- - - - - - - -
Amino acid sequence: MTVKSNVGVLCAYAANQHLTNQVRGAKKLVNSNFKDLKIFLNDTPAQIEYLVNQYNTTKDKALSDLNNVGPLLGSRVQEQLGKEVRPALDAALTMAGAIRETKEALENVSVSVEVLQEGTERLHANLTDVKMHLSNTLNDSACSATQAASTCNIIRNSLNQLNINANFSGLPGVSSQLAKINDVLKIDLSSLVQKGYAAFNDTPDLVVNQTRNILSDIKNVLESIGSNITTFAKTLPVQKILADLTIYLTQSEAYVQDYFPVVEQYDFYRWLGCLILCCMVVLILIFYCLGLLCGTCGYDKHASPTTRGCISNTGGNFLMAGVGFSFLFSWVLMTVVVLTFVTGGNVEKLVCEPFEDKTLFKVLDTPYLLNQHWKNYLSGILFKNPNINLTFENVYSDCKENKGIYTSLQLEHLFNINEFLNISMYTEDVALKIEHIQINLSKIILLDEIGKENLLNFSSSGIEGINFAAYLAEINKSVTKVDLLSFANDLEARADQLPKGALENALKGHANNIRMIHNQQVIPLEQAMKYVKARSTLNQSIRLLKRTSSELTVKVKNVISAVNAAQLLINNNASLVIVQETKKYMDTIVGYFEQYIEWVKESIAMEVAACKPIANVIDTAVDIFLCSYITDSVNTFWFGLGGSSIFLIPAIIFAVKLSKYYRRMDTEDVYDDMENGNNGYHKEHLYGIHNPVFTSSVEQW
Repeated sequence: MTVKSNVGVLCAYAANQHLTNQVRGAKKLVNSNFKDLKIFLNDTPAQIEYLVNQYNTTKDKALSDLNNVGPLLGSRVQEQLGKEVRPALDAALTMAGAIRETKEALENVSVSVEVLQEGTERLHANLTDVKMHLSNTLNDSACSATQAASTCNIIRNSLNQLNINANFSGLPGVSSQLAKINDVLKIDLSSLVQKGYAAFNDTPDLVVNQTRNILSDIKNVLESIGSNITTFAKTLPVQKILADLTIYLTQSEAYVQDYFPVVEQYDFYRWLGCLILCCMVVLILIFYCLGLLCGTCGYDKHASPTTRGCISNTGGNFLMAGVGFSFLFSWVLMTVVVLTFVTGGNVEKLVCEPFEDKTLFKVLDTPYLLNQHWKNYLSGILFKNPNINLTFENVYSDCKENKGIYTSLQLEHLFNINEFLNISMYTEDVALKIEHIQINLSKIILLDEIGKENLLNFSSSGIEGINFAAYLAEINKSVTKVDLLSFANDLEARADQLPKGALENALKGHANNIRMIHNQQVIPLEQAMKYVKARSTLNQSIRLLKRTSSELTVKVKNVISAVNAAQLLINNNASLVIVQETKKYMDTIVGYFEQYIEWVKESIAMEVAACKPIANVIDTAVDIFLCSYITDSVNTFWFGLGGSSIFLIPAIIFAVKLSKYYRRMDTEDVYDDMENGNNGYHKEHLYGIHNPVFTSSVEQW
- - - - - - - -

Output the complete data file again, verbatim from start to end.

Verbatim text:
Amino acid sequence: MTVKSNVGVLCAYAANQHLTNQVRGAKKLVNSNFKDLKIFLNDTPAQIEYLVNQYNTTKDKALSDLNNVGPLLGSRVQEQLGKEVRPALDAALTMAGAIRETKEALENVSVSVEVLQEGTERLHANLTDVKMHLSNTLNDSACSATQAASTCNIIRNSLNQLNINANFSGLPGVSSQLAKINDVLKIDLSSLVQKGYAAFNDTPDLVVNQTRNILSDIKNVLESIGSNITTFAKTLPVQKILADLTIYLTQSEAYVQDYFPVVEQYDFYRWLGCLILCCMVVLILIFYCLGLLCGTCGYDKHASPTTRGCISNTGGNFLMAGVGFSFLFSWVLMTVVVLTFVTGGNVEKLVCEPFEDKTLFKVLDTPYLLNQHWKNYLSGILFKNPNINLTFENVYSDCKENKGIYTSLQLEHLFNINEFLNISMYTEDVALKIEHIQINLSKIILLDEIGKENLLNFSSSGIEGINFAAYLAEINKSVTKVDLLSFANDLEARADQLPKGALENALKGHANNIRMIHNQQVIPLEQAMKYVKARSTLNQSIRLLKRTSSELTVKVKNVISAVNAAQLLINNNASLVIVQETKKYMDTIVGYFEQYIEWVKESIAMEVAACKPIANVIDTAVDIFLCSYITDSVNTFWFGLGGSSIFLIPAIIFAVKLSKYYRRMDTEDVYDDMENGNNGYHKEHLYGIHNPVFTSSVEQW
Repeated sequence: MTVKSNVGVLCAYAANQHLTNQVRGAKKLVNSNFKDLKIFLNDTPAQIEYLVNQYNTTKDKALSDLNNVGPLLGSRVQEQLGKEVRPALDAALTMAGAIRETKEALENVSVSVEVLQEGTERLHANLTDVKMHLSNTLNDSACSATQAASTCNIIRNSLNQLNINANFSGLPGVSSQLAKINDVLKIDLSSLVQKGYAAFNDTPDLVVNQTRNILSDIKNVLESIGSNITTFAKTLPVQKILADLTIYLTQSEAYVQDYFPVVEQYDFYRWLGCLILCCMVVLILIFYCLGLLCGTCGYDKHASPTTRGCISNTGGNFLMAGVGFSFLFSWVLMTVVVLTFVTGGNVEKLVCEPFEDKTLFKVLDTPYLLNQHWKNYLSGILFKNPNINLTFENVYSDCKENKGIYTSLQLEHLFNINEFLNISMYTEDVALKIEHIQINLSKIILLDEIGKENLLNFSSSGIEGINFAAYLAEINKSVTKVDLLSFANDLEARADQLPKGALENALKGHANNIRMIHNQQVIPLEQAMKYVKARSTLNQSIRLLKRTSSELTVKVKNVISAVNAAQLLINNNASLVIVQETKKYMDTIVGYFEQYIEWVKESIAMEVAACKPIANVIDTAVDIFLCSYITDSVNTFWFGLGGSSIFLIPAIIFAVKLSKYYRRMDTEDVYDDMENGNNGYHKEHLYGIHNPVFTSSVEQW